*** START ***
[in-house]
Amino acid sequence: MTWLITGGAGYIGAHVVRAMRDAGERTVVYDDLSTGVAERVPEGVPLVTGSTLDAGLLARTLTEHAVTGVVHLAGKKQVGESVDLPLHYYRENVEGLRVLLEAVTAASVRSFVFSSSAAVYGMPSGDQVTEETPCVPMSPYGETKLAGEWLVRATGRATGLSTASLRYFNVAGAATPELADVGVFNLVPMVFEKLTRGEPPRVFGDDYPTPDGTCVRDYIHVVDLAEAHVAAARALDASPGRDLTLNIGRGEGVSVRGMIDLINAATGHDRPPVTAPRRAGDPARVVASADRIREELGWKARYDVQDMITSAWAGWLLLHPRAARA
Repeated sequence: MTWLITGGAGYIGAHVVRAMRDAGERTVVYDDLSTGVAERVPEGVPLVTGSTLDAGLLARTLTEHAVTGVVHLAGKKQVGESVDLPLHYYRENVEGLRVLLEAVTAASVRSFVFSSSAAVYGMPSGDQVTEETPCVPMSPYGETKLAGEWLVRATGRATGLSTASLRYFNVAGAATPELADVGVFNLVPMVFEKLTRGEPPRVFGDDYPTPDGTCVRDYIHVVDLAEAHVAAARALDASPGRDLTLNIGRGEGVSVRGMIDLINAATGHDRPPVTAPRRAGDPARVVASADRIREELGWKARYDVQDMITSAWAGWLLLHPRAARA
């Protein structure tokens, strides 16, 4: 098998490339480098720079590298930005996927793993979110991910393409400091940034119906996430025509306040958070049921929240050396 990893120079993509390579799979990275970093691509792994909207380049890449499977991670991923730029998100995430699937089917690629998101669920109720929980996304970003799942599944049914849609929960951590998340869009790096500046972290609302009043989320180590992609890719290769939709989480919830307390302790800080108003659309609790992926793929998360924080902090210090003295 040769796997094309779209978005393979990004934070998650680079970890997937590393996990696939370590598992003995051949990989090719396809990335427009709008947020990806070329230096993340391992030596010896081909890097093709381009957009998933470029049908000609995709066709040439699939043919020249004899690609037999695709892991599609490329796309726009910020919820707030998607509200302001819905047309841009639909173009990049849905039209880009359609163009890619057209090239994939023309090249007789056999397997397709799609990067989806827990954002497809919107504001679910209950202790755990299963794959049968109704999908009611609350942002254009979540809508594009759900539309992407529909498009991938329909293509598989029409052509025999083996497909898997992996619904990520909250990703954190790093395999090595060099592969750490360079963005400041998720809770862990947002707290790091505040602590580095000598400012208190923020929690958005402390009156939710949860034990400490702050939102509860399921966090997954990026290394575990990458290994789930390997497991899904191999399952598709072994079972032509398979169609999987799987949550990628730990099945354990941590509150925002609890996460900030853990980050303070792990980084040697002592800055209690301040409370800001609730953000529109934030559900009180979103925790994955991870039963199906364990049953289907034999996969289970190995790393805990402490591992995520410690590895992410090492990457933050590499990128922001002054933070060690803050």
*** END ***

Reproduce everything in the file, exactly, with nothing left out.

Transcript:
[in-house]
Amino acid sequence: MTWLITGGAGYIGAHVVRAMRDAGERTVVYDDLSTGVAERVPEGVPLVTGSTLDAGLLARTLTEHAVTGVVHLAGKKQVGESVDLPLHYYRENVEGLRVLLEAVTAASVRSFVFSSSAAVYGMPSGDQVTEETPCVPMSPYGETKLAGEWLVRATGRATGLSTASLRYFNVAGAATPELADVGVFNLVPMVFEKLTRGEPPRVFGDDYPTPDGTCVRDYIHVVDLAEAHVAAARALDASPGRDLTLNIGRGEGVSVRGMIDLINAATGHDRPPVTAPRRAGDPARVVASADRIREELGWKARYDVQDMITSAWAGWLLLHPRAARA
Repeated sequence: MTWLITGGAGYIGAHVVRAMRDAGERTVVYDDLSTGVAERVPEGVPLVTGSTLDAGLLARTLTEHAVTGVVHLAGKKQVGESVDLPLHYYRENVEGLRVLLEAVTAASVRSFVFSSSAAVYGMPSGDQVTEETPCVPMSPYGETKLAGEWLVRATGRATGLSTASLRYFNVAGAATPELADVGVFNLVPMVFEKLTRGEPPRVFGDDYPTPDGTCVRDYIHVVDLAEAHVAAARALDASPGRDLTLNIGRGEGVSVRGMIDLINAATGHDRPPVTAPRRAGDPARVVASADRIREELGWKARYDVQDMITSAWAGWLLLHPRAARA
């Protein structure tokens, strides 16, 4: 098998490339480098720079590298930005996927793993979110991910393409400091940034119906996430025509306040958070049921929240050396 990893120079993509390579799979990275970093691509792994909207380049890449499977991670991923730029998100995430699937089917690629998101669920109720929980996304970003799942599944049914849609929960951590998340869009790096500046972290609302009043989320180590992609890719290769939709989480919830307390302790800080108003659309609790992926793929998360924080902090210090003295 040769796997094309779209978005393979990004934070998650680079970890997937590393996990696939370590598992003995051949990989090719396809990335427009709008947020990806070329230096993340391992030596010896081909890097093709381009957009998933470029049908000609995709066709040439699939043919020249004899690609037999695709892991599609490329796309726009910020919820707030998607509200302001819905047309841009639909173009990049849905039209880009359609163009890619057209090239994939023309090249007789056999397997397709799609990067989806827990954002497809919107504001679910209950202790755990299963794959049968109704999908009611609350942002254009979540809508594009759900539309992407529909498009991938329909293509598989029409052509025999083996497909898997992996619904990520909250990703954190790093395999090595060099592969750490360079963005400041998720809770862990947002707290790091505040602590580095000598400012208190923020929690958005402390009156939710949860034990400490702050939102509860399921966090997954990026290394575990990458290994789930390997497991899904191999399952598709072994079972032509398979169609999987799987949550990628730990099945354990941590509150925002609890996460900030853990980050303070792990980084040697002592800055209690301040409370800001609730953000529109934030559900009180979103925790994955991870039963199906364990049953289907034999996969289970190995790393805990402490591992995520410690590895992410090492990457933050590499990128922001002054933070060690803050």